How the Vaccine Works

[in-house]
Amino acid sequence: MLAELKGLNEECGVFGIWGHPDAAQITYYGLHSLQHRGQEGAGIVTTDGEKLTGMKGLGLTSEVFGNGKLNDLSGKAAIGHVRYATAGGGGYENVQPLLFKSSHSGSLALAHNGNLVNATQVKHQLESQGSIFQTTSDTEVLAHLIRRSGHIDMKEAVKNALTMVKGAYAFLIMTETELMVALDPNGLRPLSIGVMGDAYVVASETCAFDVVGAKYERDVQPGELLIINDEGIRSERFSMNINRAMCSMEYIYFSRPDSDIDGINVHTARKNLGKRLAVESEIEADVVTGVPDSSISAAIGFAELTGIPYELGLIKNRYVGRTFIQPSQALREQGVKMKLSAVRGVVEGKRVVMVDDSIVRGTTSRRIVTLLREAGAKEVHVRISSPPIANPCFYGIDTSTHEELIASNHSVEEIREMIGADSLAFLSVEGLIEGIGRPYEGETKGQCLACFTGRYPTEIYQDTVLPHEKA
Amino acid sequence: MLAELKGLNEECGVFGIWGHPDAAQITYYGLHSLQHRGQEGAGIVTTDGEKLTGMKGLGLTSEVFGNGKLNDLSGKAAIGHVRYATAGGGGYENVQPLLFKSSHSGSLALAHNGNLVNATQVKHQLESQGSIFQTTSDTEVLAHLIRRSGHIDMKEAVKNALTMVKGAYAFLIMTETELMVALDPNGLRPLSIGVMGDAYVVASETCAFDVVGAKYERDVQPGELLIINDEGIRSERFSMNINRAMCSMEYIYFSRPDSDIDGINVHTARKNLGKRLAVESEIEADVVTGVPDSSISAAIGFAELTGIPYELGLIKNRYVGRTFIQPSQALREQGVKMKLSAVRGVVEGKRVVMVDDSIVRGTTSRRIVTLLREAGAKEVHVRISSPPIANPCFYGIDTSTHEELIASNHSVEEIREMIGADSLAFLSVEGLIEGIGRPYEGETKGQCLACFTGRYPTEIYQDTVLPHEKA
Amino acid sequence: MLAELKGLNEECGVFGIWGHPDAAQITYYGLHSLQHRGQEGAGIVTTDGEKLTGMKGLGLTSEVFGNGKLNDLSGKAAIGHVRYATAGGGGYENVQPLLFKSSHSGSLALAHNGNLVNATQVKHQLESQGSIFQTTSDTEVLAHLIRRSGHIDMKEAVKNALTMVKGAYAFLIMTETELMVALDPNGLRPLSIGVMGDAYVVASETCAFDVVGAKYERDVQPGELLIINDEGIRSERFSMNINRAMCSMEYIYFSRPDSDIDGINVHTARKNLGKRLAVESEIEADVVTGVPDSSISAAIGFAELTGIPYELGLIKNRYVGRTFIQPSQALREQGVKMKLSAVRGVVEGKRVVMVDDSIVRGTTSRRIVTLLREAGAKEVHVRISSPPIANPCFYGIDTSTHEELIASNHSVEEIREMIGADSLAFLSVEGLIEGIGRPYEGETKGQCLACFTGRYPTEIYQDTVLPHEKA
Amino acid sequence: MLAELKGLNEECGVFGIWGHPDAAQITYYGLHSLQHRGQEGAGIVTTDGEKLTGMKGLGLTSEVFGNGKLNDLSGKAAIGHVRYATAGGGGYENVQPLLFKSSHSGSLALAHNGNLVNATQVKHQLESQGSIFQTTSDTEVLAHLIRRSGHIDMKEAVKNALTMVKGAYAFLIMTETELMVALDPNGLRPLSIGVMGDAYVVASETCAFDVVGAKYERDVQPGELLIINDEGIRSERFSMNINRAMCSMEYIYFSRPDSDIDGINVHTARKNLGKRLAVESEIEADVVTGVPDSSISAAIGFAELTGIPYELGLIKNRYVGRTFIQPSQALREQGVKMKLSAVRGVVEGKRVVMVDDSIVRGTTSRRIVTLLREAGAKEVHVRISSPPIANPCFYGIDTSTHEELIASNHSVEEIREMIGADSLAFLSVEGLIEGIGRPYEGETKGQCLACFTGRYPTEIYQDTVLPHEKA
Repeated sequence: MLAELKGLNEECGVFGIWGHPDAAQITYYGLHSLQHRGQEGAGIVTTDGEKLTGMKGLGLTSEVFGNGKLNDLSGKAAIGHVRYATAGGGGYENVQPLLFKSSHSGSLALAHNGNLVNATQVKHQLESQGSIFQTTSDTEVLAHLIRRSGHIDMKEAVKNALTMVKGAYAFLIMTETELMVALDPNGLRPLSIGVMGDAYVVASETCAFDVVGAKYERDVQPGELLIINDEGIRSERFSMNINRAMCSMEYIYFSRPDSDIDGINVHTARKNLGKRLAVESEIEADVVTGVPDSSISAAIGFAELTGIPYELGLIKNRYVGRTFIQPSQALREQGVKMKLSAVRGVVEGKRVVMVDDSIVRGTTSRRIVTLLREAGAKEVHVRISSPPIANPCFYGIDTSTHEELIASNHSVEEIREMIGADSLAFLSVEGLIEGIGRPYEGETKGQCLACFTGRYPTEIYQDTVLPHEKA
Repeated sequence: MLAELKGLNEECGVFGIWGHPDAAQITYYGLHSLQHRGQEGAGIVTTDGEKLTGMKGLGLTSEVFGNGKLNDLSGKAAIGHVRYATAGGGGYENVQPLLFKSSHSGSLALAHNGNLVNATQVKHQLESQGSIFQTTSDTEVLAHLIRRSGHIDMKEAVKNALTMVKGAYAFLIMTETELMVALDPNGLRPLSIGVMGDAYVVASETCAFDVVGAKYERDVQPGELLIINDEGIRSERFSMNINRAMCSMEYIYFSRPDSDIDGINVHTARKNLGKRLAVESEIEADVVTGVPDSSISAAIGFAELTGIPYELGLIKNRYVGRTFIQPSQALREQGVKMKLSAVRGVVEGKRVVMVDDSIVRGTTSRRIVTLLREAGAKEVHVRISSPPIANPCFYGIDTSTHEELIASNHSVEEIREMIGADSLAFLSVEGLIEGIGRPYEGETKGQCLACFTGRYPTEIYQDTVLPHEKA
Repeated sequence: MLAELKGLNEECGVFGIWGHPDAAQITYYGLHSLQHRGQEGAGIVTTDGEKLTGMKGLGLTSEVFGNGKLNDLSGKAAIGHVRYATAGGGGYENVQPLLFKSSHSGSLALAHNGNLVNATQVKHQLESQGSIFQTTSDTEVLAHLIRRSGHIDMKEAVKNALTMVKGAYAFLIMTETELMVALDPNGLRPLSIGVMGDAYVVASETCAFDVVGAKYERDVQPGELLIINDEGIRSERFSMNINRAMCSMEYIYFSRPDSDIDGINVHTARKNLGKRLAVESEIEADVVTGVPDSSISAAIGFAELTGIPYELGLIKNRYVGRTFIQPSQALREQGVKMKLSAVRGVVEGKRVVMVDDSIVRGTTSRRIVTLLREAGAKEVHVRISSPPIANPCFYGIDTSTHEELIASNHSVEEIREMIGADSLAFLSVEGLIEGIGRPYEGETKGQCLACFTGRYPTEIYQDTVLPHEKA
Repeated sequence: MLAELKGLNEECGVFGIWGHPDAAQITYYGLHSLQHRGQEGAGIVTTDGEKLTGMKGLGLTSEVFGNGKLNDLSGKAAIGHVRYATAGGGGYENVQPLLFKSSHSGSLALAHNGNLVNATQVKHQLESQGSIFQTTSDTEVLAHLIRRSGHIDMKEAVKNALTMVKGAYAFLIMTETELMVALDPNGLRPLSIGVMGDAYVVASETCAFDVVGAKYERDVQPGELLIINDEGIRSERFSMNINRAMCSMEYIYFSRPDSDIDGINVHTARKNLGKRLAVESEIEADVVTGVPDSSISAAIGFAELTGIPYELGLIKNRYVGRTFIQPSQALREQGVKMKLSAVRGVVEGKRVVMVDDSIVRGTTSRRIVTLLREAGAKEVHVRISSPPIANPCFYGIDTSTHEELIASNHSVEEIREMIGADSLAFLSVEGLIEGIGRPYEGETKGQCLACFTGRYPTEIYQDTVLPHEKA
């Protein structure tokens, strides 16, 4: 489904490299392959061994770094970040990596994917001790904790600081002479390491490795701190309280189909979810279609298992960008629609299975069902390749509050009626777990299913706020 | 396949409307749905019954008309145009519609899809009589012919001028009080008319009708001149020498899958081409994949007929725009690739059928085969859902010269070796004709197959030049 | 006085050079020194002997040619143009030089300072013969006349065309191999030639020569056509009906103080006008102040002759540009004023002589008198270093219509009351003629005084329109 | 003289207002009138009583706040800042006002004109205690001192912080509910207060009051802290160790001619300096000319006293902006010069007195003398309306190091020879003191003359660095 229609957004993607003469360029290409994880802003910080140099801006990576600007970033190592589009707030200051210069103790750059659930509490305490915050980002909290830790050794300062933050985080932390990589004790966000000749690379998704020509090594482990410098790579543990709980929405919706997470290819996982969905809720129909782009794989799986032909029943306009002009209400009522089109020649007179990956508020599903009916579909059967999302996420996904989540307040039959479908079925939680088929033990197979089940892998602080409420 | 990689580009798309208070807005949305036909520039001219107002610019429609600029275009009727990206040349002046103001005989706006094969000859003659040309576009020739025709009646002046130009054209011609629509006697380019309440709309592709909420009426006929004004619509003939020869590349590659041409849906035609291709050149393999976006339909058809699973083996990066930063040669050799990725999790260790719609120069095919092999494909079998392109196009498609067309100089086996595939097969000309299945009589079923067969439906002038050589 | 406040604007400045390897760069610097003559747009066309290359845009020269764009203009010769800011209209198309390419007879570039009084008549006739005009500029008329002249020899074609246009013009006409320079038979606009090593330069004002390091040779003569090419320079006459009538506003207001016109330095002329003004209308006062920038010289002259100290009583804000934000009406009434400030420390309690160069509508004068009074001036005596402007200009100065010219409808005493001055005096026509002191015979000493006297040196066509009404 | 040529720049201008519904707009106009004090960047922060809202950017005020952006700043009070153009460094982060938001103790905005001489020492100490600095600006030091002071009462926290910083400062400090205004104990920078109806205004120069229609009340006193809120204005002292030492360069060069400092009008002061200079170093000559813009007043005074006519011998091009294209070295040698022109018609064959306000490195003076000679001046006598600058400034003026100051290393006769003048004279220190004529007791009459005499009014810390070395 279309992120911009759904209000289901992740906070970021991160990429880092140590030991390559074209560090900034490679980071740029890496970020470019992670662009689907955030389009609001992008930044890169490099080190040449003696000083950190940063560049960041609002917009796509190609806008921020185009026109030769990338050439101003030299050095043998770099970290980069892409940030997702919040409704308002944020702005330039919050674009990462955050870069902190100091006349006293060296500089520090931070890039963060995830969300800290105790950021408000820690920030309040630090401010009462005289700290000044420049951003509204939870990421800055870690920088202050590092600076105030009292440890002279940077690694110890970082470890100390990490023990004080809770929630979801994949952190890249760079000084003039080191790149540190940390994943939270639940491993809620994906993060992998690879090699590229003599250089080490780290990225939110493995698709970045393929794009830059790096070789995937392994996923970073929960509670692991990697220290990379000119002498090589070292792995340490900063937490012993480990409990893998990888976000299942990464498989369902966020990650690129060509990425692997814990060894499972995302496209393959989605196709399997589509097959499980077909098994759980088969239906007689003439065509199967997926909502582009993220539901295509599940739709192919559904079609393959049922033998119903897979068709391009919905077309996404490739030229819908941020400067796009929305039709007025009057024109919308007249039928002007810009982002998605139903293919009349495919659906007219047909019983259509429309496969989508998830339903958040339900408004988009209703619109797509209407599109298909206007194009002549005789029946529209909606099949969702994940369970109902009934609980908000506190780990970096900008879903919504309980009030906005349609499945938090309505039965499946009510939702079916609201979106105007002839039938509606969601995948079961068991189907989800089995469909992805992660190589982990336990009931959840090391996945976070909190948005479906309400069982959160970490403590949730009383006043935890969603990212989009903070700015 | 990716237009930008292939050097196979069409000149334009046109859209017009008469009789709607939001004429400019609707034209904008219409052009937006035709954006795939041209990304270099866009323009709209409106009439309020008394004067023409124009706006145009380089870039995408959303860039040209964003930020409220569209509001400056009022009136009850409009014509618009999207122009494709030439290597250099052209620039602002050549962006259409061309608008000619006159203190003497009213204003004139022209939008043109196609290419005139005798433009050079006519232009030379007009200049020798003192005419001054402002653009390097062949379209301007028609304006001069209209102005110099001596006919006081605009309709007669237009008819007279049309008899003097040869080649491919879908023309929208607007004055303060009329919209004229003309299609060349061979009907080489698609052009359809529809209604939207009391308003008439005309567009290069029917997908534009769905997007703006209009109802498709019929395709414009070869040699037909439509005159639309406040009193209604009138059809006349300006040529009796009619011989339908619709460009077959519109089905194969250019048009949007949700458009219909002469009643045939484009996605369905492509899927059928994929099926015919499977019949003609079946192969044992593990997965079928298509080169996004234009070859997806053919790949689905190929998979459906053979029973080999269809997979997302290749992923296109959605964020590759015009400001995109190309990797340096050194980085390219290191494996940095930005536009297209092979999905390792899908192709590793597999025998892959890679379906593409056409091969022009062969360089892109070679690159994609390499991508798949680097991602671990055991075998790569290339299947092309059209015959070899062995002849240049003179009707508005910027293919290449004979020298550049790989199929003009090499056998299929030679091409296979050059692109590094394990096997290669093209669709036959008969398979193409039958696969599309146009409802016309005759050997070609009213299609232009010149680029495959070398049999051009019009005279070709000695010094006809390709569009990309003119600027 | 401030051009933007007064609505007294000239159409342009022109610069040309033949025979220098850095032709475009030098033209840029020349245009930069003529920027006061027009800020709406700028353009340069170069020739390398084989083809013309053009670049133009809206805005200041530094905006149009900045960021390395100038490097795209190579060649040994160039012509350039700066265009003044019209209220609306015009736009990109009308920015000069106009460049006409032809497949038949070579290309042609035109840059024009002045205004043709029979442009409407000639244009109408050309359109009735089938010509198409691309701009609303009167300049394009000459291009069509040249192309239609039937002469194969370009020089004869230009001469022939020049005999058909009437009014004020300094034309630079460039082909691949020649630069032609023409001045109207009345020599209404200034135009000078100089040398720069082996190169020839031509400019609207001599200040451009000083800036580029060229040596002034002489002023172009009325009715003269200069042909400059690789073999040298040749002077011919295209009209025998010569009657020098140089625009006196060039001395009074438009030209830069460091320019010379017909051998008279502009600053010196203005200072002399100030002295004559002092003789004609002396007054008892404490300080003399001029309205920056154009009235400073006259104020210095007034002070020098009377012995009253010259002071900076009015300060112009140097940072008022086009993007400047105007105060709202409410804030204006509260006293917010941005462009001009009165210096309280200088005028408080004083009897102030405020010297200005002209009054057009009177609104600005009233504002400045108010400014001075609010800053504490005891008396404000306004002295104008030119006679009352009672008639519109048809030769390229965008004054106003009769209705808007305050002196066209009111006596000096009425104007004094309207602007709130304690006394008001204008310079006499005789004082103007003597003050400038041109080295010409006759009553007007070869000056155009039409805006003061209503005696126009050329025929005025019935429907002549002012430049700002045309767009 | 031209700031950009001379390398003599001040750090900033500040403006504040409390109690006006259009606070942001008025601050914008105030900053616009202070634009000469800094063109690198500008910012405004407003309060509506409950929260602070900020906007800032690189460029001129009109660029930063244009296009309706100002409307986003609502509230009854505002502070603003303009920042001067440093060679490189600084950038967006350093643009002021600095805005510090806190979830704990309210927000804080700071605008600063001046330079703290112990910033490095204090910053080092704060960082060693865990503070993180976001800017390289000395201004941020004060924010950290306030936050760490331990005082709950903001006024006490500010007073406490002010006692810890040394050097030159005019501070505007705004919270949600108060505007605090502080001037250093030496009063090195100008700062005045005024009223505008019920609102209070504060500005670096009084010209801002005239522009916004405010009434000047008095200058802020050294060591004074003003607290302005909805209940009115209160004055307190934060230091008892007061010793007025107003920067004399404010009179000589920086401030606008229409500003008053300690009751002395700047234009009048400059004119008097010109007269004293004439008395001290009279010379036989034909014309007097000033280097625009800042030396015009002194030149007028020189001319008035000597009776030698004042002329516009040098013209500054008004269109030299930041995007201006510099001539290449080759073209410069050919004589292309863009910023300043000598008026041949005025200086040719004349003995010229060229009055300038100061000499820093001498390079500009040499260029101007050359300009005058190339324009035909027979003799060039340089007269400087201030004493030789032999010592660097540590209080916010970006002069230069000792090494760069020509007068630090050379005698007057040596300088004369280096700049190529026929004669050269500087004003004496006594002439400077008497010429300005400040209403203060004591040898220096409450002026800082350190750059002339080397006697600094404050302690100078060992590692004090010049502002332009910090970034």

The vaccine is injected under the skin and then moves into the site of vaccine injection to attract attention from the immune cells called dendritic cells. It is dendritic cells that send hazardous signals that stimulate an immune response. Typically, when dendritic cells encounter tumor cells, they won’t awaken the immune system because the tumor cells are not recognized as foreign. In effect, however, the breast cancer vaccine shows dendritic cells that tumor cells differ from normal cells and must therefore be attacked and destroyed. The use of the vaccine in conjunction with chemical therapy increases the ability of the vaccine to excite the cancer immune system.